by Jerome a Paris
Fri Sep 28th, 2007 at 08:24:52 AM EST
We've been asking variously for definitions of the "West", of Atlanticism and for a explanation of the role of NATO. This column by Philip Stephens in today's FT provides a number of answers.
the potential prize now offered by Nicolas Sarkozy's presidency: a Nato properly attuned to, and configured for, the new threats of global terrorism, failed states and unconventional weapons proliferation; and a Europe able to shoulder more of the burden of its security.
Any sensible strategy to guard the security of the west must presume an enduring transatlantic alliance. To retain its relevance, Nato requires a global perspective. Europe will need to contribute more to the security of its own neighbourhood and of its near abroad.
One striking feature of this is that the west (uncapitalised) is defined in pretty narrow security and military terms. It sounds like a purely defensive construct against outside threats. Nothing about values, nothing about democracy, nothing about being an exemple for the rest of the world, or a leader in setting up new standards of behavior - this is batten-the-hatches be-ready-for-battle-against the evil-oppressors rhetoric - the west is under siege.
The relationship that matters most for the transatlantic alliance is not the fabled partnership between the US and Britain. Much more important is that between Washington and Paris. Always suspicious, mostly fractious and often suffused with mutual contempt, the condition of Franco-American ties determines the cohesion or otherwise of the west.
If Paris is at daggers drawn with Washington, the odds are that Britain will side with the US. The Anglo-French entente necessarily becomes less than cordiale. And, if the continent's two significant military powers cannot agree, Europe can say goodbye to any hope of a coherent foreign and security policy.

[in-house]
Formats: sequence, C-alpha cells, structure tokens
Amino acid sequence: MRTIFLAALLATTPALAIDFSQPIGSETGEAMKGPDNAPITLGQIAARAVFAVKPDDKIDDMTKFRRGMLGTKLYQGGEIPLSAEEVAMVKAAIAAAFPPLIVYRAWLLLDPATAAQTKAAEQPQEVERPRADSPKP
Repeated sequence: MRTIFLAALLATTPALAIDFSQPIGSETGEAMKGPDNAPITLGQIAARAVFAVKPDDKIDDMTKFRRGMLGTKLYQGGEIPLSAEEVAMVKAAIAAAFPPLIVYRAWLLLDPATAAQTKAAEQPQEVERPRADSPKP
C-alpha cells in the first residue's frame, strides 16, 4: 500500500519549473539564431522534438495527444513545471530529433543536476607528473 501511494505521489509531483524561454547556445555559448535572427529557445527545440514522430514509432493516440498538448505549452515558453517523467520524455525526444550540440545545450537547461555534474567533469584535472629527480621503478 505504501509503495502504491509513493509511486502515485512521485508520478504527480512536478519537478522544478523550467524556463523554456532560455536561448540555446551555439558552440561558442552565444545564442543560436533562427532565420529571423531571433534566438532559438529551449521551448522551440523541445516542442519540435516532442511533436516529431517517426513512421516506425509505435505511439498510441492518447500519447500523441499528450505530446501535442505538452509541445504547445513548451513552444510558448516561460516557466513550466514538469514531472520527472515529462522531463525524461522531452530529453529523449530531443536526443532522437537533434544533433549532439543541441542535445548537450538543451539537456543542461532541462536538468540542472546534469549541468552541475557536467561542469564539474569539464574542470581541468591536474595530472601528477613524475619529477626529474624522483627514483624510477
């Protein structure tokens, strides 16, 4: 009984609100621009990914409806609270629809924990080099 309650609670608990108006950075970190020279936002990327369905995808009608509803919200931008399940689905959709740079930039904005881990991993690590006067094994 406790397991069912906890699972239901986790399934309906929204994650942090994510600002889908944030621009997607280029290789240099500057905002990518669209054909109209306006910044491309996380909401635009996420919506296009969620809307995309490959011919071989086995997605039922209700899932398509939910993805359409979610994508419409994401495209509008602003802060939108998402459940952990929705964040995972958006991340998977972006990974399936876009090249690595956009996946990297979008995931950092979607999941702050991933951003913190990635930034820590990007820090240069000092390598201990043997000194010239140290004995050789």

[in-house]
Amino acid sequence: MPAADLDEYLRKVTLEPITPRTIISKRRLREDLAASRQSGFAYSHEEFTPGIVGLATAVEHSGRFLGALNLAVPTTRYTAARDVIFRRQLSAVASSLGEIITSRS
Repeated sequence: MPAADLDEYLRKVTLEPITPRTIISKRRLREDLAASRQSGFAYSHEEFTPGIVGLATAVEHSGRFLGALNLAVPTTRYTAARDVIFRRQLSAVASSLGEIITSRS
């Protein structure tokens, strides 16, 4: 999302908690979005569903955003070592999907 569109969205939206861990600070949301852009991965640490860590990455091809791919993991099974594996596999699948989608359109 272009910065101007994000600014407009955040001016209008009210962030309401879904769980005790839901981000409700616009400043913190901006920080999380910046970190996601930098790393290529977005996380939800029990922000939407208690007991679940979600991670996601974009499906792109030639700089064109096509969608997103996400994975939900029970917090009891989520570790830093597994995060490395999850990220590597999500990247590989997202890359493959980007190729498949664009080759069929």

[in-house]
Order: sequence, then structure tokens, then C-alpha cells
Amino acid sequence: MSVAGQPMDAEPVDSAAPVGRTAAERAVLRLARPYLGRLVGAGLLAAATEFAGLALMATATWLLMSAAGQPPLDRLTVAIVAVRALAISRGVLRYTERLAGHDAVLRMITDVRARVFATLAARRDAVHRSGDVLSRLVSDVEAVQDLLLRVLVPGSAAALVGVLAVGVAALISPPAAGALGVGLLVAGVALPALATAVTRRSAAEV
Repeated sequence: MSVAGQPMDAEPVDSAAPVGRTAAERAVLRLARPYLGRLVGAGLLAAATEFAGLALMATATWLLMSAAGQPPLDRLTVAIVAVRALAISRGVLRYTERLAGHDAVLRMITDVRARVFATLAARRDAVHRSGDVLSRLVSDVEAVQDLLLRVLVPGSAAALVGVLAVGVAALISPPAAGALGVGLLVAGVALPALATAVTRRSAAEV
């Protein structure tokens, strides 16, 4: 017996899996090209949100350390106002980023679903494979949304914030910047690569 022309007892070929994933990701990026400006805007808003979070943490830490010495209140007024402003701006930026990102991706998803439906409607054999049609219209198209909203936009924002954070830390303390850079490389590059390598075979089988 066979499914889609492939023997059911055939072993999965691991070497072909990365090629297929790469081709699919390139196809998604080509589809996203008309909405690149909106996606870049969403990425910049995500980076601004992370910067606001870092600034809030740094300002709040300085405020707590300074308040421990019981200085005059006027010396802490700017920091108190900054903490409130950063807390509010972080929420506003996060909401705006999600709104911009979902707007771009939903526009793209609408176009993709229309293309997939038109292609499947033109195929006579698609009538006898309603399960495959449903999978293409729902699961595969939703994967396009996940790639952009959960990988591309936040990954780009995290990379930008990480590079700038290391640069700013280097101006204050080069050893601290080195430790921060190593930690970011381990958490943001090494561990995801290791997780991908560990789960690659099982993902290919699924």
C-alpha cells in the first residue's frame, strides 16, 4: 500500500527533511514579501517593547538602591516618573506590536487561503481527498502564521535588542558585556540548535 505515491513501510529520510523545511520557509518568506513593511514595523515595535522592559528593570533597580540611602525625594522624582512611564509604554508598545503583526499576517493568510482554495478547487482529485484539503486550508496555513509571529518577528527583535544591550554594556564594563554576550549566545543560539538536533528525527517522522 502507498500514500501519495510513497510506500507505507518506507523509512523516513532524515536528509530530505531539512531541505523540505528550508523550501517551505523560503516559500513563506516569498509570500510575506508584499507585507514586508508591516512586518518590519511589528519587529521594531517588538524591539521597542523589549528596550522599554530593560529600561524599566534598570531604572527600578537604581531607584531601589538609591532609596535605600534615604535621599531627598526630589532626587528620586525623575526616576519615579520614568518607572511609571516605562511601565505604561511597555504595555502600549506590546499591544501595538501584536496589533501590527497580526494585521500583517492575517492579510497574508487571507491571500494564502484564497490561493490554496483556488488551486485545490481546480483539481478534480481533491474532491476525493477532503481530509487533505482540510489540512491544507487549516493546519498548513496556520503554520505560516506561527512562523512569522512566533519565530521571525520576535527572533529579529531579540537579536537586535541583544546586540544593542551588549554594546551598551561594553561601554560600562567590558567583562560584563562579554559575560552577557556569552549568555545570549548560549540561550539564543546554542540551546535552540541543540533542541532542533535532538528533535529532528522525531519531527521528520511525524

The message [from France coming back to NATO integrated military command], as one European diplomat puts it, would be that France has at last come to terms with the permanence of the alliance.
This is both a compliment and an insult. The west can be strong only when France is part of it, but being part of it can only mean abdicating to US power. The description of the role of the UK is, indirectly, fascinating: its relationship with the US (its poodlehood) is taken for granted and thus irrelevant, but it has a vital job in creating discord within Europe, to stifle the French, when they are not aligned with the US. This is really the UK as the US aircraft carrier - or as the Trojan Horse.
The obstacles Stephens sees to this realignment of France under the US banner are quite revealing, on their own:
It is one thing to eschew the gratuitous anti-Americanism of his predecessor; quite another to abandon the cherished pretence that France remains a wholly independent military power. Hard though it is to believe it now, Mr Chirac began his presidency promising a rapprochement with the US and Nato.
The use of 'pretence' is by no means gratuitous, but hey, this is a Brit writing, and probably an attempt to bring down the French to their puny size. But it is notable that he shares some of my doubts that Sarkozy is doing little more thna a 'Bush', i.e. telling people what thye want to hear while doing the opposite. Again, it flags that France's blessing, in effect, is still needed for the west to be seen as a cohesive unit, but, also, that it can not influence what that unit does. So either there is a west on US terms, or not at all.
it will take more than warm words to persuade Washington that an identifiably European security strategy would not challenge US authority within Nato. Administration officials have long berated Europe for not contributing enough to its own defence: and warned in the next breath that any capability separate from Nato would be divisive.
Europe must be able to carry some of the burden (note that throughout, Europe's role is solely to be a subcontractor of the US, visibly for the most cumbersone or annoying tasks), but have no autonomy. Again, US rules or nothing.
The third obstacle is Brown's lack of interest for Europe. There must at least be a pretence that Europe matters and has a role to play, and a lot of forms and noise to be made in Brussels, but Brown cannot even be bothered (or maybe he worries that these things take a life of their own).
But again, it's clear. The EU is never mentioned; Europe exists only via NATO and matters if it is unified in NATO under US authority, and abandons all pretence of independence.
I think this is a pretty good description of the Atlanticists' vision of the West - a narrow, militaristic, US-dominated, fearful block.